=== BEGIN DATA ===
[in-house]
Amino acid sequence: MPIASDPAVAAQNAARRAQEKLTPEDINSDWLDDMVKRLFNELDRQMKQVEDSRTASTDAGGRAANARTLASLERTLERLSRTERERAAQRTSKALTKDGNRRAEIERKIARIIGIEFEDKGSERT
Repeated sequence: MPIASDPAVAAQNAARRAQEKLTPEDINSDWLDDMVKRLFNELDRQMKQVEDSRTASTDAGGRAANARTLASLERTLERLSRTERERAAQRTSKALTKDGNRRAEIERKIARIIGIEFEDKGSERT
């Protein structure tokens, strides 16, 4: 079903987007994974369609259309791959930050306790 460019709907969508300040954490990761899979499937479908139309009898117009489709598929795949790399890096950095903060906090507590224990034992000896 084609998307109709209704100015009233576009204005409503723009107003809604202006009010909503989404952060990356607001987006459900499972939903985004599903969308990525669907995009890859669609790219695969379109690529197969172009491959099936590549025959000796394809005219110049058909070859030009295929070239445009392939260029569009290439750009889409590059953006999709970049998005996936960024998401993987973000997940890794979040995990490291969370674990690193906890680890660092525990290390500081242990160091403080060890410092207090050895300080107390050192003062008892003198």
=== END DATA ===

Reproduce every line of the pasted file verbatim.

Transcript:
[in-house]
Amino acid sequence: MPIASDPAVAAQNAARRAQEKLTPEDINSDWLDDMVKRLFNELDRQMKQVEDSRTASTDAGGRAANARTLASLERTLERLSRTERERAAQRTSKALTKDGNRRAEIERKIARIIGIEFEDKGSERT
Repeated sequence: MPIASDPAVAAQNAARRAQEKLTPEDINSDWLDDMVKRLFNELDRQMKQVEDSRTASTDAGGRAANARTLASLERTLERLSRTERERAAQRTSKALTKDGNRRAEIERKIARIIGIEFEDKGSERT
């Protein structure tokens, strides 16, 4: 079903987007994974369609259309791959930050306790 460019709907969508300040954490990761899979499937479908139309009898117009489709598929795949790399890096950095903060906090507590224990034992000896 084609998307109709209704100015009233576009204005409503723009107003809604202006009010909503989404952060990356607001987006459900499972939903985004599903969308990525669907995009890859669609790219695969379109690529197969172009491959099936590549025959000796394809005219110049058909070859030009295929070239445009392939260029569009290439750009889409590059953006999709970049998005996936960024998401993987973000997940890794979040995990490291969370674990690193906890680890660092525990290390500081242990160091403080060890410092207090050895300080107390050192003062008892003198």